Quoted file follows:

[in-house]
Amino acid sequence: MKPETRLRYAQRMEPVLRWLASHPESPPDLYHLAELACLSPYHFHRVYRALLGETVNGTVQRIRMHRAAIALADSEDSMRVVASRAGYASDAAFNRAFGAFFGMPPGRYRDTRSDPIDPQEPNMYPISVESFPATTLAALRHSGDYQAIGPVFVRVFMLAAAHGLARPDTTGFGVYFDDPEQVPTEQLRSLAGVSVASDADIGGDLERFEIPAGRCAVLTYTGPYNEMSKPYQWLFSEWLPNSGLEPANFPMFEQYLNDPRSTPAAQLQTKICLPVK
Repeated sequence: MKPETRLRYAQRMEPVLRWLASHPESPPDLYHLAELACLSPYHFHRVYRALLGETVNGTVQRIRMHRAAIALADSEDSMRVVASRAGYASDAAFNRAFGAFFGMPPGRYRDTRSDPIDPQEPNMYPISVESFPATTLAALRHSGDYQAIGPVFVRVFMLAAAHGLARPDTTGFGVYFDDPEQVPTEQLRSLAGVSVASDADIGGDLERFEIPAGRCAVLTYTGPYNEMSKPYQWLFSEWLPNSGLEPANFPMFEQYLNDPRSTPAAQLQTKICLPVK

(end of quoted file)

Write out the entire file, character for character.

[in-house]
Amino acid sequence: MKPETRLRYAQRMEPVLRWLASHPESPPDLYHLAELACLSPYHFHRVYRALLGETVNGTVQRIRMHRAAIALADSEDSMRVVASRAGYASDAAFNRAFGAFFGMPPGRYRDTRSDPIDPQEPNMYPISVESFPATTLAALRHSGDYQAIGPVFVRVFMLAAAHGLARPDTTGFGVYFDDPEQVPTEQLRSLAGVSVASDADIGGDLERFEIPAGRCAVLTYTGPYNEMSKPYQWLFSEWLPNSGLEPANFPMFEQYLNDPRSTPAAQLQTKICLPVK
Repeated sequence: MKPETRLRYAQRMEPVLRWLASHPESPPDLYHLAELACLSPYHFHRVYRALLGETVNGTVQRIRMHRAAIALADSEDSMRVVASRAGYASDAAFNRAFGAFFGMPPGRYRDTRSDPIDPQEPNMYPISVESFPATTLAALRHSGDYQAIGPVFVRVFMLAAAHGLARPDTTGFGVYFDDPEQVPTEQLRSLAGVSVASDADIGGDLERFEIPAGRCAVLTYTGPYNEMSKPYQWLFSEWLPNSGLEPANFPMFEQYLNDPRSTPAAQLQTKICLPVK